Give your first gift of the holiday season to your store by undertaking a refreshing makeover. Customers will base their first opinions of your store on the way their senses respond.
Scrutinize the entire store. Invest in a paint job for the walls and ceiling, put up new wallpaper, install a fresh carpet or professionally polish the floor as needed. Check for dust and cobwebs in corners and replace burned-out light bulbs. Polish mirrors and the glass on showcases, front windows and doors regularly. Clean jewelry every day and after each showing.
Is there a prevalent odor or mustiness in your store?
A light spray of holiday air-freshener or the use of a potpourri burner is a pleasant greeting (but remember that too much may ignite the allergies of sensitive customers). Soft holiday music creates a warm, soothing mood for customers escaping raucous crowds.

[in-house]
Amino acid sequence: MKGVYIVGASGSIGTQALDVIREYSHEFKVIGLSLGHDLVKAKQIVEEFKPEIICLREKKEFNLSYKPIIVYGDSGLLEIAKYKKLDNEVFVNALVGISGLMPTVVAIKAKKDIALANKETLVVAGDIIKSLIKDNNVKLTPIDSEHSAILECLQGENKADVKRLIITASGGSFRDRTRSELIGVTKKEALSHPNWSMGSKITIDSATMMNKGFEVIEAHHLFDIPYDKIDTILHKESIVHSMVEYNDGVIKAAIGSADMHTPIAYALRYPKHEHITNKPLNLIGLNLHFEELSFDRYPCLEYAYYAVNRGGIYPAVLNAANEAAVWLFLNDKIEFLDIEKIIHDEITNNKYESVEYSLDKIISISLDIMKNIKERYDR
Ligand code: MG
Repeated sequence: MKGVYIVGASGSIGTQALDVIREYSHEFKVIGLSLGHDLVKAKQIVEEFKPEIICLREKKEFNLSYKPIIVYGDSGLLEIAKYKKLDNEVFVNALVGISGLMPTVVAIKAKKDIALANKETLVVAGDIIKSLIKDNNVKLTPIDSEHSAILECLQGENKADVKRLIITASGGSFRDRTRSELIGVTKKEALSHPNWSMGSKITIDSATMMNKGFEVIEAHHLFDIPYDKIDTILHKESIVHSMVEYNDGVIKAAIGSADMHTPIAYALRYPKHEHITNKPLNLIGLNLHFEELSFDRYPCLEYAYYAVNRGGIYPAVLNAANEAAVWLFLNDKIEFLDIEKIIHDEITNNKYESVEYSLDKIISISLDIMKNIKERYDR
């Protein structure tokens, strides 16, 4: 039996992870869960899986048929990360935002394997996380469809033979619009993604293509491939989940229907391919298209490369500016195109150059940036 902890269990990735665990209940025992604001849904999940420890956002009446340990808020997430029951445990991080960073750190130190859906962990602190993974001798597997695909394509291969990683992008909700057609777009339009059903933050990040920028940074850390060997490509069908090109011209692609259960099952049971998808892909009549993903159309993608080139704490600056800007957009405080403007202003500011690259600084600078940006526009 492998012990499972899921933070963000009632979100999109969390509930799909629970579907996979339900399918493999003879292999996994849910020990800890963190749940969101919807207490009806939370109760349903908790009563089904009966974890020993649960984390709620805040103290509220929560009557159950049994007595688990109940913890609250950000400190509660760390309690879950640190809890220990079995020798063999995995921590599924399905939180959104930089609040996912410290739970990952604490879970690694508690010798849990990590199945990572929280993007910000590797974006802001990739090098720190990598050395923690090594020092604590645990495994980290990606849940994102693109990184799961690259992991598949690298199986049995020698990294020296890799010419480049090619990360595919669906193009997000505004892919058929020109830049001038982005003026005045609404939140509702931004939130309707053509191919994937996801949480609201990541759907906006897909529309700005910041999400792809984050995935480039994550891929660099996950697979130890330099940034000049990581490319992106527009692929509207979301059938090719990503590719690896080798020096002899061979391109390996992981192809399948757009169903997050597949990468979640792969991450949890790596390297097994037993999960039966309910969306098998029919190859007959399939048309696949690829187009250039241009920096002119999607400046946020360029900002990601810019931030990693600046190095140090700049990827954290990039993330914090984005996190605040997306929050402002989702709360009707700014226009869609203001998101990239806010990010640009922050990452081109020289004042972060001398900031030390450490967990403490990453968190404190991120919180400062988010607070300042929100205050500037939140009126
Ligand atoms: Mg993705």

Strive for a neat look. Keep paperwork, tools and supplies in a designated office space, and avoid leaving such items on the tops of showcases unless in use. Make sure the store is lighted to show merchandise to its best advantage. It not only makes your stock sparkle and easy to see, it creates a cheerful atmosphere.
Because you look at your store every day, it helps to get a fresh perspective, says James Porte, president of the Jewelry Marketing Institute, New York, N.Y. Offer gift certificates to a few select and trusted customers in exchange for their objective eyes. Ask them to “tear apart” the store, looking for everything that would turn them off when buying.